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Chris Ruest Band feat. Gene Taylor at Chrome
March 29, 2018 @ 6:00 pm
It’s been about five years since Chris Ruest released the criminally under-recognized Too Many Problems, a terrific set of ’50s-inspired blues and rock. Those who heard it and have been awaiting its follow-up have at last been rewarded: Ruest is back with a sophomore album. No 2nd Chances picks up where the guitarist left off: writing and performing vintage-style R&B with soul, personality, feel, and chops. Ruest’s guitar work is toneful, tough, and electrifying; his singing is exciting, with stutters, yelps, and shadings clearly conveying emotions and moods.
Relocating from Dallas to Austin put Ruest in contact with Nick Curran, who produced No 2nd Chances and who plays on it, along with notables like Gene Taylor of The Blasters and The Fabulous Thunderbirds on piano, and members of The Lowlifes (Derek Bossanova, piano; Billy Horton, bass) and The Rockets (Eric Przygocki, bass; Greg Izor, harp). Dynamics and band interplay are outstanding across the board; the Chicago-style “Unclaimed Freight,” with its swooping, dramatic harmonica break, insistent piano, and rolling guitar solo that pushes the band to crescendos during the ride out is but one instance. Recording again at Fort Horton Studios helped ensure the truest-to-vintage fidelity possible; it seems as if all the best-sounding contemporary projects come through the Horton Brothers’ tape machines.
The music is a satisfying survey of classic roots styles. Hard-riffing horns and hammering piano drive the chugging New Orleans R&B of “You Ain’t Right”; “No Use But O’ Well” takes off over a tough box shuffle drawn straight from Ray Sharpe’s “Linda Lu”; Nick Curran shouts “I Wanna Rock Ya,” with the ghosts of Wynonie Harris and Gatemouth Brown inhabiting the jumping number. For “In This Heart Of Mine,” a tribute to Sam Myers, Ruest appropriately channels the slide guitar style of his mentor’s onetime bandmate, Elmore James. Among the other influences threading their way through the set are Little Willie John; Little Walter and the Aces on “Get What You Want”; a bold combination of Freddie King, Ike Turner, and Johnny “Guitar” Watson on the pop-R&B confection “No Room For 2nd Chances”; and Watson again, in the “Space Guitar”-inflected Ruest-Curran guitar romp “Late Nite Shuffle.”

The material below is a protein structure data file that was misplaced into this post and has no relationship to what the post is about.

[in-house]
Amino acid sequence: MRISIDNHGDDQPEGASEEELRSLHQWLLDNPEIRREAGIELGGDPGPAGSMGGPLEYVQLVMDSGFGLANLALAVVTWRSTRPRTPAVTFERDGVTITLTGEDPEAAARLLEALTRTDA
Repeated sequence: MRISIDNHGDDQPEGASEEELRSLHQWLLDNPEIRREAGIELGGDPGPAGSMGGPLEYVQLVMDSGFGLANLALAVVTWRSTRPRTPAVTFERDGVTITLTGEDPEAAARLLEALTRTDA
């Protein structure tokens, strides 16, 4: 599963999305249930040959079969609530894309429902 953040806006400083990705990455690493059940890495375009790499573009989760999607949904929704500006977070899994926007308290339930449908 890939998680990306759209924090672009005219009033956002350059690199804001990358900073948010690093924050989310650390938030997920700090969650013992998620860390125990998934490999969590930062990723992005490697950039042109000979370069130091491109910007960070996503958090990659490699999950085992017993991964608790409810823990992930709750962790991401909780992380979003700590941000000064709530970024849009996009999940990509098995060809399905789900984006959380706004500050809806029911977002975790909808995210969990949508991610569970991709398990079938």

We are reminded that artists adopt personae and do not necessarily write directly from personal experience. For Ruest’s sake, let’s hope that is true, because No 2nd Chances takes as its primary material some very dark subjects. In addition to the eulogy for Sam Myers, there is one for (I hope) a dog (the disturbing “Poor Little Greta”); other songs are concerned with desperate loneliness, and heartbreak is a recurring theme. What saves No 2nd Chances from desolation – apart from its deep, tasteful musicianship and raw, rocking feeling – is the sense of humor that balances and relieves the negative emotions (“Hit You With My Guitar” and “‘You Suck” are but two examples). And isn’t one of the paradoxes at the heart of the blues singing about feeling bad in order to feel good? Chris Ruest knows the blues. Highly recommended.
Contributing editor, Blues Revue